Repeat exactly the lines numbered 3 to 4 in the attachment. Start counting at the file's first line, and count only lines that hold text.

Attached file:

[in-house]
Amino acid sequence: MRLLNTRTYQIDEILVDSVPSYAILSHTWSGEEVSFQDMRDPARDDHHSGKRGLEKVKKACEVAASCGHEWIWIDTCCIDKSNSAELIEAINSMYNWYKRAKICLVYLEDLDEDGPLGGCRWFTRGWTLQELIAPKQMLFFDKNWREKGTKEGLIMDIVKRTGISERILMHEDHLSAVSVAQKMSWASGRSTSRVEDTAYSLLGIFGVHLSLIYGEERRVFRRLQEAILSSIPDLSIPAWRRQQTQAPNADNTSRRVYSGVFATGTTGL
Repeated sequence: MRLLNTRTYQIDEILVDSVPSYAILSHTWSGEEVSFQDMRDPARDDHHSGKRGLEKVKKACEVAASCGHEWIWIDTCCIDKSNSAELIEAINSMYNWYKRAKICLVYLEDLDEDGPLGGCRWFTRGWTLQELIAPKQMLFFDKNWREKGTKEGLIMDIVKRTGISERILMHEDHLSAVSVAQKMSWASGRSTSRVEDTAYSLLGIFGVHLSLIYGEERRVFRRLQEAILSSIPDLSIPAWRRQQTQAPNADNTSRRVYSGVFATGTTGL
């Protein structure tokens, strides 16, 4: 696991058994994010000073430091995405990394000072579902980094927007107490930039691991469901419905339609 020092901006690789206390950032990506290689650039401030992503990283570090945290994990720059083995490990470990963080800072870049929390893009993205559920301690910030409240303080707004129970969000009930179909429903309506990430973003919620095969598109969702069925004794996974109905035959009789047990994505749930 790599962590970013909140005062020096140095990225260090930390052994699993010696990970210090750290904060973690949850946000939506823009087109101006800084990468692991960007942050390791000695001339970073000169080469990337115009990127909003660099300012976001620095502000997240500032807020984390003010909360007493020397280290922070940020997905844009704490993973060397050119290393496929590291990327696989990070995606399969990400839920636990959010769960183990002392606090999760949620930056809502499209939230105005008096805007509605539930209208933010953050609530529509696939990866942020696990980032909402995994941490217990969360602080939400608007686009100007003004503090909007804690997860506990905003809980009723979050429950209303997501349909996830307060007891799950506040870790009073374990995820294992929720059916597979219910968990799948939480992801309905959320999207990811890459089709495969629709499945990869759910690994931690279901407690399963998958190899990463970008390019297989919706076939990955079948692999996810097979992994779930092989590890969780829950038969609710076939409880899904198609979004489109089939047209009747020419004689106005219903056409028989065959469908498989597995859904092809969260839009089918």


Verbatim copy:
Repeated sequence: MRLLNTRTYQIDEILVDSVPSYAILSHTWSGEEVSFQDMRDPARDDHHSGKRGLEKVKKACEVAASCGHEWIWIDTCCIDKSNSAELIEAINSMYNWYKRAKICLVYLEDLDEDGPLGGCRWFTRGWTLQELIAPKQMLFFDKNWREKGTKEGLIMDIVKRTGISERILMHEDHLSAVSVAQKMSWASGRSTSRVEDTAYSLLGIFGVHLSLIYGEERRVFRRLQEAILSSIPDLSIPAWRRQQTQAPNADNTSRRVYSGVFATGTTGL
């Protein structure tokens, strides 16, 4: 696991058994994010000073430091995405990394000072579902980094927007107490930039691991469901419905339609 020092901006690789206390950032990506290689650039401030992503990283570090945290994990720059083995490990470990963080800072870049929390893009993205559920301690910030409240303080707004129970969000009930179909429903309506990430973003919620095969598109969702069925004794996974109905035959009789047990994505749930 790599962590970013909140005062020096140095990225260090930390052994699993010696990970210090750290904060973690949850946000939506823009087109101006800084990468692991960007942050390791000695001339970073000169080469990337115009990127909003660099300012976001620095502000997240500032807020984390003010909360007493020397280290922070940020997905844009704490993973060397050119290393496929590291990327696989990070995606399969990400839920636990959010769960183990002392606090999760949620930056809502499209939230105005008096805007509605539930209208933010953050609530529509696939990866942020696990980032909402995994941490217990969360602080939400608007686009100007003004503090909007804690997860506990905003809980009723979050429950209303997501349909996830307060007891799950506040870790009073374990995820294992929720059916597979219910968990799948939480992801309905959320999207990811890459089709495969629709499945990869759910690994931690279901407690399963998958190899990463970008390019297989919706076939990955079948692999996810097979992994779930092989590890969780829950038969609710076939409880899904198609979004489109089939047209009747020419004689106005219903056409028989065959469908498989597995859904092809969260839009089918």